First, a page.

What’s the Difference Between D1C and D3C?

D3C HID Bulb

See the green base? Means “Environmentally Friendly”!

Since the late 1990’s some automobile manufacturers like Ford, Audi and Mercedes Benz have been using xenon high intensity discharge headlights as an option for consumers when buying a new vehicle and the most common OEM HID bulb had been the D1 series bulb. First there was D1R (for reflector housings) then there was D1S (for shielded housings AKA projectors). The “R” type bulbs have a painted section designed to block light output to a certain part of the housing thus helping to create a safe output pattern. The “S” type bulbs have nothing on the bulb itself because the shield is inside the projector housing.

Then along came the D2 series bulbs, and again we started to see the D2R and then the D2S, with R and S meaning the same thing as the D1 series bulbs.

D2R Light Bulb

The D2R with painted on shield for use in reflector housings.

D2S HID Bulb

The D2S with nothing on the bulb, designed for projector housings.

Now that you have a clear understanding of the difference between the D2 style OEM xenon bulbs and the D1 style OEM bulbs, now I can show you the newest evolution in OEM high intensity discharge lighting – Introducing The Green Movement!

Enter D3 and D4 OE bulbs, D1 and D3 are in the same family, so are D2 and D4. D1 and D3 have an igniter built into the base, whereas D2 and D4 rely on the igniter inside of it’s accompanied ballast. The biggest difference between the D1/D2 VS D3/D4 bulbs is that these new D3 and D4 bulbs use no mercury and require less energy to turn on! The easiest way to tell the difference between a new No-Mercury bulb and the old style is to look at the part that the wire harness connects to and you will see it is green (see top picture).

Many vehicles today are using this type of D3 bulb, including the new Ford Mustang, Ford Flex and all new Audi vehicles like the A3, A4, Q5 and S5. When you are shopping for OEM style D1S, D1R, D1C, D2S, D2R, D2C, D3S, D3R or D3C HID bulbs, you also should know the difference between the S, R and C identifiers. Manufacturers want to make it hard to put the wrong bulb inside your factory HID headlight housing, so they built the bulbs with little notches allowing them to only fit the correct housing type, but otherwise they are identical.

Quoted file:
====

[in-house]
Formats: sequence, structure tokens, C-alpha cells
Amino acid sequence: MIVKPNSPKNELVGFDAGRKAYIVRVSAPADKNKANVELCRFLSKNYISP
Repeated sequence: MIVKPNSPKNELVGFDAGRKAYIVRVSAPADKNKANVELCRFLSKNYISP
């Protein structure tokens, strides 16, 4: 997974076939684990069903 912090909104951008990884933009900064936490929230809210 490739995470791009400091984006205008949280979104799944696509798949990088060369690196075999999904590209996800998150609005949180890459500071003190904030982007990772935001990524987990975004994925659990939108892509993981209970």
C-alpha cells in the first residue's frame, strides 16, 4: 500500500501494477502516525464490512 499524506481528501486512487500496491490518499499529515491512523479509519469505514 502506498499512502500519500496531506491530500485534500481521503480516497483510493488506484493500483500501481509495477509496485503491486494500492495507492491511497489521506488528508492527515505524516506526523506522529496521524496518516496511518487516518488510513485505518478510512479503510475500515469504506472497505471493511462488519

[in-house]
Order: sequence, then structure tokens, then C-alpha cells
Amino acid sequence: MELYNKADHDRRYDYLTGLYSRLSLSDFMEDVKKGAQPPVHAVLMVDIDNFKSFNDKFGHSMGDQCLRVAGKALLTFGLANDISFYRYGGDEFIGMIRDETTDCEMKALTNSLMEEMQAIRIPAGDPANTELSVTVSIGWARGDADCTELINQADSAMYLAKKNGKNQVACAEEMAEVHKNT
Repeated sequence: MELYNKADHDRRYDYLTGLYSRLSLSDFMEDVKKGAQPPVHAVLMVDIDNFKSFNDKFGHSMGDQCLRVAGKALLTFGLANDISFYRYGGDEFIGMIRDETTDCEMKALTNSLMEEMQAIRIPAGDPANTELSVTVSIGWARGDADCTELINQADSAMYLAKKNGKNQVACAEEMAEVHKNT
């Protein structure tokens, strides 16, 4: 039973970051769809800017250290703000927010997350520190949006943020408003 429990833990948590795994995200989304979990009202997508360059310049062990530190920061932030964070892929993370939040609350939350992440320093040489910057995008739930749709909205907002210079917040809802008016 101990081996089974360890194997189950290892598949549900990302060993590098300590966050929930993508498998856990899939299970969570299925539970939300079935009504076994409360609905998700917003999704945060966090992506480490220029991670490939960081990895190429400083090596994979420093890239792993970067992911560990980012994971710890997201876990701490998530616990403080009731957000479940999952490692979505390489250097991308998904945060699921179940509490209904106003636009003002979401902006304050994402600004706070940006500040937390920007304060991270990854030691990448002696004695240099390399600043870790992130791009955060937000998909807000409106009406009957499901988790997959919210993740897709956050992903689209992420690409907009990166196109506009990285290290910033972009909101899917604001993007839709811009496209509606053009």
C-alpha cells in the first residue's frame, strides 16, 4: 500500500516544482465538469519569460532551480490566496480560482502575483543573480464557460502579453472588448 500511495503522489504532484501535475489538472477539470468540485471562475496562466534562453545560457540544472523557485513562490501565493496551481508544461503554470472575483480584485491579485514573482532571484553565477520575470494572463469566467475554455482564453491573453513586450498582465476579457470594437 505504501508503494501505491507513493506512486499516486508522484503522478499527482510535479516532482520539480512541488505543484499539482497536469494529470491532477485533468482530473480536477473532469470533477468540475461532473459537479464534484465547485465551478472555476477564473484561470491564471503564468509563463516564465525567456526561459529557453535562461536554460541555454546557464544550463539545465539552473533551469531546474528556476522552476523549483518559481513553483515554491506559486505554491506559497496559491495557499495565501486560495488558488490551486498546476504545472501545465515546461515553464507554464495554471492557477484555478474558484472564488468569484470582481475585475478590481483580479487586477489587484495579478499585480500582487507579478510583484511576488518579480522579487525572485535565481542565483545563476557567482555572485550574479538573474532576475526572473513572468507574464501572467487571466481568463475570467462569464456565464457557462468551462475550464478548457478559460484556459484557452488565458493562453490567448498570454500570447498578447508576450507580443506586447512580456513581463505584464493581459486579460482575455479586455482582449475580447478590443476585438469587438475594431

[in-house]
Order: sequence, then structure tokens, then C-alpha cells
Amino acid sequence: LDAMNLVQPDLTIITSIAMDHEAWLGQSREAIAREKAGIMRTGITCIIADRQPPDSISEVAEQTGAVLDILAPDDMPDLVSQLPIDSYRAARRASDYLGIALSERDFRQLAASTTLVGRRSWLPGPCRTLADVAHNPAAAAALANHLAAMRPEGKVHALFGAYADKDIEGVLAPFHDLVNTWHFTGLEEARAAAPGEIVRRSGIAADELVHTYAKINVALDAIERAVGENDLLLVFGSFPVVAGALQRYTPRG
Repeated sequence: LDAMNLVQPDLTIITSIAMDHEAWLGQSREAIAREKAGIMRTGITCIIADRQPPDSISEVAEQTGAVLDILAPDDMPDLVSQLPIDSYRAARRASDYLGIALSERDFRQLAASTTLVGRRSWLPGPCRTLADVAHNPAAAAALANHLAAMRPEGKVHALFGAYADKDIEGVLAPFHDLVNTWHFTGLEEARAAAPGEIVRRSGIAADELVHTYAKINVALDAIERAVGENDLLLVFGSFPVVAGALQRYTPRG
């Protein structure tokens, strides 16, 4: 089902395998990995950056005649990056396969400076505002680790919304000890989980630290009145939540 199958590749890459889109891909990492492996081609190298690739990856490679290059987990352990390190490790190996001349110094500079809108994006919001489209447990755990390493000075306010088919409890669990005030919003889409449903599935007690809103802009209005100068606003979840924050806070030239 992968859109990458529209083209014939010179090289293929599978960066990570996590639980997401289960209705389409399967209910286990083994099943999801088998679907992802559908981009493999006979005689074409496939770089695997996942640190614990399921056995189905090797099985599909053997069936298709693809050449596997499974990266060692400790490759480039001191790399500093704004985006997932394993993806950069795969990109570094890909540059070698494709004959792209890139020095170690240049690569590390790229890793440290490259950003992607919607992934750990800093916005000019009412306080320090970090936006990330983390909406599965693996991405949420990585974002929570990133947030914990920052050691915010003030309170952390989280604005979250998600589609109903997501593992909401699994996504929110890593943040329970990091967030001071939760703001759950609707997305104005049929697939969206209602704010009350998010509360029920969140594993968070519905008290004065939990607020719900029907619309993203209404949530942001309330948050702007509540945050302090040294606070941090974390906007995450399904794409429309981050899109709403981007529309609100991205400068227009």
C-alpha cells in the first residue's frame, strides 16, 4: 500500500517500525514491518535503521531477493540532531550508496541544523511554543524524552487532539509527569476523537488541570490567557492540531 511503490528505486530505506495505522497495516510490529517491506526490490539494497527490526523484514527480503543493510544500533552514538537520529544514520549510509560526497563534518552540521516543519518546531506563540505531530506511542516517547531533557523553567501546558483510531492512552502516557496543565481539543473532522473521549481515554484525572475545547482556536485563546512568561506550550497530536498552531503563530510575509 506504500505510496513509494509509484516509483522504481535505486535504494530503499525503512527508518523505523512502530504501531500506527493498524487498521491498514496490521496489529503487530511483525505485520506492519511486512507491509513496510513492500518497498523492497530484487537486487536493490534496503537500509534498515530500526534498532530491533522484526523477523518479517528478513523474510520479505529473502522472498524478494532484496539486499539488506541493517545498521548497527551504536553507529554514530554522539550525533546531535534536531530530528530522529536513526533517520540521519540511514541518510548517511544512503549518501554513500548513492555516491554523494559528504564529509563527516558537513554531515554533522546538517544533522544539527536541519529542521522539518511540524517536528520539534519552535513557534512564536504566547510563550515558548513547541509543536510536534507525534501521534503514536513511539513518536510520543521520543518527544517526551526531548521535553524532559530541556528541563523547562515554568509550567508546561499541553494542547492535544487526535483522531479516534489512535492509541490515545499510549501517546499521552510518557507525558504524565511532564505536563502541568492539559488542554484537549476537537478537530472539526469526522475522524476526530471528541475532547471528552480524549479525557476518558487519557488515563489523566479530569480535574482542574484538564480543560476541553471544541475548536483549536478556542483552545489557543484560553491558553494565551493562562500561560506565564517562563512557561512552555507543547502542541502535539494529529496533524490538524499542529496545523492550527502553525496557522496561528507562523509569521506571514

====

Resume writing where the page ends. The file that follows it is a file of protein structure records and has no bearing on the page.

The “C” type base replaces both “R & S” type bulbs.

As you can see, the D2C / D1C / D3C / D4C bulbs are all designed to replace either the S or R type bulbs because they have all of the notches for any application. This is great because it allows the cost of the bulb to be less than an OEM product due to needing to inventory only one bulb per style instead of 2 or 3. Before I let you go into the world to buy HID bulbs for your xenon equipped whip, let me make a few things clear:

1. The “C” type based-bulbs are a great option for replacing any OEM style bulb.

2. You CANNOT replace a D3 bulb with a D1 bulb! They will physically fit, but the bulb, ballast or both will be damaged when you turn it on.

3. You CANNOT replace a D4 bulb with a D2 bulb! They will physically fit, but the bulb, ballast or both will be damaged when you turn it on.

4. D1 and D2 xenon bulbs use Mercury. D3 and D4 xenon bulbs are Mercury-free!

5. Philips and other OEM producers of xenon lighting in cars DOES NOT offer anything besides 4,300K bulbs. All bulbs listed as Philips or Sylvania in other colors are fakes!

2 responses to “What’s the Difference Between D1C and D3C?

  1. It may be that this tutorial is out of date, but Philips, and OSRAM both make different rated kelvin bulbs for customers outside of the U.S. I haven’t searched for OSRAM’s official sites that have these bulbs, but I do know for a fact that Philips has overseas sites that do have these bulbs that are not on the Philips U.S. site. A lot of fakes are sold claiming to be these bulbs, you do have to keep an eye out for them, but there are some respectable dealers inside the U.S. that do sell authentic Philps and OSRAM HID bulbs above 4300K. The fakes look almost identical, not just in the design of the bulb, but also the packaging. Though very similar, you’ll be able to tell if they’re fakes if you search around. I can confirm that Philips makes an outstanding bulb, Philips X-treme Vision (4800K), that is better than an OEM 4300K bulb. I had authentic OSRAM 4300K bulbs, that came stock in my car, and even when they were brand new, I could not see my cutoff on the road at night in complete darkness. Not only do the X-treme Vision bulbs look brighter visually, (whiter light), but they really are brighter. I can actually see my cutoff on the road before it’s totally dark now, and see a lot further when I’m driving at night now.

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